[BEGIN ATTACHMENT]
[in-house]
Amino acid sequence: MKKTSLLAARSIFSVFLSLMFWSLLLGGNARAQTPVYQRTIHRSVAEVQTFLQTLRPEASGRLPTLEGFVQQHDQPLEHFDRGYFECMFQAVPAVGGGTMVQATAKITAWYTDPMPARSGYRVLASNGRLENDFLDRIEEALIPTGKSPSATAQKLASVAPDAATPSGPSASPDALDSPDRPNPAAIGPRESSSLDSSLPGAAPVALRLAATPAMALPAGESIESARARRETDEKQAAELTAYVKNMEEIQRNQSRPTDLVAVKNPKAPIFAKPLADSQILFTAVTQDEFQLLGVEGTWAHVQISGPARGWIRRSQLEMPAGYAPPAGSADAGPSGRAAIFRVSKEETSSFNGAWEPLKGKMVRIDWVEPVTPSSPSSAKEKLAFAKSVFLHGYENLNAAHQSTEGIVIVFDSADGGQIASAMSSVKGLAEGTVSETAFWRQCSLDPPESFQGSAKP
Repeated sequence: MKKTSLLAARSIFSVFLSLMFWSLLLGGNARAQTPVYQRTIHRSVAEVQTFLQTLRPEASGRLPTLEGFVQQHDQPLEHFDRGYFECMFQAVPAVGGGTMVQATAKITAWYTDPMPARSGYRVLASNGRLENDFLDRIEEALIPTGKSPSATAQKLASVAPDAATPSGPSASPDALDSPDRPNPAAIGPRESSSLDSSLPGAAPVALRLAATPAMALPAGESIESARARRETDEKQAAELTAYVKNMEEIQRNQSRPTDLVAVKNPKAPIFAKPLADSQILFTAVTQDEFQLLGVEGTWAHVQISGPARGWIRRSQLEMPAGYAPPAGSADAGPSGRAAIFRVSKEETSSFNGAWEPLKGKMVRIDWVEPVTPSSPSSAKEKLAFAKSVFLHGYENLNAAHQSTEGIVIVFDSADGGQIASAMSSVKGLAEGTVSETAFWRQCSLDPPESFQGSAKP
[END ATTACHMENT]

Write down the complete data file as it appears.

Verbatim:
[in-house]
Amino acid sequence: MKKTSLLAARSIFSVFLSLMFWSLLLGGNARAQTPVYQRTIHRSVAEVQTFLQTLRPEASGRLPTLEGFVQQHDQPLEHFDRGYFECMFQAVPAVGGGTMVQATAKITAWYTDPMPARSGYRVLASNGRLENDFLDRIEEALIPTGKSPSATAQKLASVAPDAATPSGPSASPDALDSPDRPNPAAIGPRESSSLDSSLPGAAPVALRLAATPAMALPAGESIESARARRETDEKQAAELTAYVKNMEEIQRNQSRPTDLVAVKNPKAPIFAKPLADSQILFTAVTQDEFQLLGVEGTWAHVQISGPARGWIRRSQLEMPAGYAPPAGSADAGPSGRAAIFRVSKEETSSFNGAWEPLKGKMVRIDWVEPVTPSSPSSAKEKLAFAKSVFLHGYENLNAAHQSTEGIVIVFDSADGGQIASAMSSVKGLAEGTVSETAFWRQCSLDPPESFQGSAKP
Repeated sequence: MKKTSLLAARSIFSVFLSLMFWSLLLGGNARAQTPVYQRTIHRSVAEVQTFLQTLRPEASGRLPTLEGFVQQHDQPLEHFDRGYFECMFQAVPAVGGGTMVQATAKITAWYTDPMPARSGYRVLASNGRLENDFLDRIEEALIPTGKSPSATAQKLASVAPDAATPSGPSASPDALDSPDRPNPAAIGPRESSSLDSSLPGAAPVALRLAATPAMALPAGESIESARARRETDEKQAAELTAYVKNMEEIQRNQSRPTDLVAVKNPKAPIFAKPLADSQILFTAVTQDEFQLLGVEGTWAHVQISGPARGWIRRSQLEMPAGYAPPAGSADAGPSGRAAIFRVSKEETSSFNGAWEPLKGKMVRIDWVEPVTPSSPSSAKEKLAFAKSVFLHGYENLNAAHQSTEGIVIVFDSADGGQIASAMSSVKGLAEGTVSETAFWRQCSLDPPESFQGSAKP